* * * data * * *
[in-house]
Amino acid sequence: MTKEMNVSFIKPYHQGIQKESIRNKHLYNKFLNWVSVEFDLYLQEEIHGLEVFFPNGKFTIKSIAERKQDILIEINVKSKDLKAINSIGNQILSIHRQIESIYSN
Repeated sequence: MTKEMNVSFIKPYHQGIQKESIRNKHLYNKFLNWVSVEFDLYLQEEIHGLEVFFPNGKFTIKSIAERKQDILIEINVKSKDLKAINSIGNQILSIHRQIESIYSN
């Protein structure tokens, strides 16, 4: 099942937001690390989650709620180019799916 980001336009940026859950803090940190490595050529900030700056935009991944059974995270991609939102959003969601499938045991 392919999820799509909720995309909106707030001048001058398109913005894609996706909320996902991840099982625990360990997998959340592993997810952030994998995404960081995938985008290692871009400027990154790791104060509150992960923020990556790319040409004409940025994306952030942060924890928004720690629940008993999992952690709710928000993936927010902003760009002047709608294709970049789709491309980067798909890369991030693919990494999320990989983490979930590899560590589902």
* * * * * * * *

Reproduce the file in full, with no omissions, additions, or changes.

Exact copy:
[in-house]
Amino acid sequence: MTKEMNVSFIKPYHQGIQKESIRNKHLYNKFLNWVSVEFDLYLQEEIHGLEVFFPNGKFTIKSIAERKQDILIEINVKSKDLKAINSIGNQILSIHRQIESIYSN
Repeated sequence: MTKEMNVSFIKPYHQGIQKESIRNKHLYNKFLNWVSVEFDLYLQEEIHGLEVFFPNGKFTIKSIAERKQDILIEINVKSKDLKAINSIGNQILSIHRQIESIYSN
């Protein structure tokens, strides 16, 4: 099942937001690390989650709620180019799916 980001336009940026859950803090940190490595050529900030700056935009991944059974995270991609939102959003969601499938045991 392919999820799509909720995309909106707030001048001058398109913005894609996706909320996902991840099982625990360990997998959340592993997810952030994998995404960081995938985008290692871009400027990154790791104060509150992960923020990556790319040409004409940025994306952030942060924890928004720690629940008993999992952690709710928000993936927010902003760009002047709608294709970049789709491309980067798909890369991030693919990494999320990989983490979930590899560590589902």